BENEFITING: Choose Humanity
“There is no force equal to a woman, determined to rise.” -W.E.B. Dubois
There are so many smart, creative, resourceful people living in poverty in developing countries that have the skills and the entrepreneurial mindset to start successful businesses and income-generating activities, but they often don’t have access to the needed start-up capital. Taking out a loan from the bank is usually out of the question because there either is no bank in the area, or they can’t afford the high interest rates charged on loans from the bank. In addition, many living in poverty do not have experience or training with managing their money, budgeting, or the principle of savings. When you feel like you don’t even have enough money to cover your family’s daily living expenses, you understandably don’t think the principle of saving money applies to you.
In July of 2013, 30 women from the rural village of Buhkaweka in Eastern Uganda met to form a Village Savings & Loans Association (VSLA), and in the past four years, eyes have lit up with understanding as to why the principles of savings and budgeting are important and how they are possible no matter your income level and living circumstances. This group has been meeting weekly since its inception four years ago, and three other groups have been created that were modeled after the first and trained by the women in the original group. They have each been officially registered with the local government and have been commended by the government as a model for all other communities.
These women have overcome challenges and worked together to maintain the smooth and successful operation of their VSLA’s, and each member has been positively impacted by the outcomes of these efforts. By developing a culture of savings (and establishing a means to save), many have been able to start or expand businesses, pay for their children’s school fees, purchase livestock, build homes for their families, buy new clothing, and even purchase luxury items like lotions and hair products with their surplus savings. Lives have been changed, and it’s exciting to see the enthusiasm of these women and to stand back and marvel at their success, especially as their efforts expand to more and more in the community.
To celebrate the efforts and the success of these women and to give them an extra push in the direction of their dreams for the groups, my goal is to grant 1 million shillings ($275) to each of the four VSLA’s. This grant money will be added to each group’s loan fund, which will allow more women to be able to take out loans simultaneously, have access to larger loan amounts, or provide funding to support the development of a group business which the women have expressed interest in establishing to continue promoting the growth of their VSLA and because they see the individual benefits that come from working together.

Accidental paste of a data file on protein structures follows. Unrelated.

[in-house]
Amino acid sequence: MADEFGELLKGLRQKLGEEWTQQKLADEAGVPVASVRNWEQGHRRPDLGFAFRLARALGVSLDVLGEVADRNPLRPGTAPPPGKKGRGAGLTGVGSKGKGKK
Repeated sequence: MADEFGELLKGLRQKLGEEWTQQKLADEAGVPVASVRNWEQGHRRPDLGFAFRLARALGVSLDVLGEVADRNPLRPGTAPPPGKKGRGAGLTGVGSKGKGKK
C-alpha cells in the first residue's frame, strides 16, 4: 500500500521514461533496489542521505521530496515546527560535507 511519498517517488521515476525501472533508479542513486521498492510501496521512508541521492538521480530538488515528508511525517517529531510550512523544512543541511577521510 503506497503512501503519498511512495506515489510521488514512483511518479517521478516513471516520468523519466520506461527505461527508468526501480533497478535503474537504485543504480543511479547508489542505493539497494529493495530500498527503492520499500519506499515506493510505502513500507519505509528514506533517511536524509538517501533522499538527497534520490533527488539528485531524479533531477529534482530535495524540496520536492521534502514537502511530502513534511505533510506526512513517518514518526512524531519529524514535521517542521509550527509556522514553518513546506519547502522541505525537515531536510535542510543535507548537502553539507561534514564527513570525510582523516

This is a story of self-reliance, of sustainable community development work at its finest, and of empowered women—wives and mothers and daughters and sisters—who are changing their lives, the lives of their families, and their community. And I can’t think of anything I’d rather celebrate! Please join me in following their example by pooling our own resources together and cheering them on—providing them with encouragement, major kudos, and a supportive push toward their continued success!
*These grants will be presented to the women of each VSLA by a team from Family Humanitarian Experience (FHe) on Friday, July 28th in conjunction with trainings on business development, budgeting, and financial management.
For those who are interested, here are the very basics of how this VSLA model works: The model for this savings and loans group is based off one that has been used in developing countries around the world. The operations of the group are very transparent and secure so that the members will trust the system, which aims to protect against any corruption. The groups are made up of 30 members who meet once a week for a year. The members determine a minimum and maximum amount of money that each member must save each week. This money is kept in a lock box that is locked with 3 padlocks. Each week, one member takes the box home and three different members each take one of the keys home. These responsibilities rotate each week. Every 4 weeks, members are given the opportunity to apply for loans from the group. A member can take out a loan of no more than three times the amount that she has individually saved. This loan must be paid back within 3 months, plus interest. The interest rate is previously determined by the group and written in their constitution. At the end of the year, members receive their savings back plus interest. The group may immediately begin a new year-long cycle, but any members who wish to leave the group are welcome to do so. (It should be noted that the grant money raised through this fundraiser will not be divided and paid out at the end of the annual cycle, but will stay in the group’s loan fund in perpetuity.)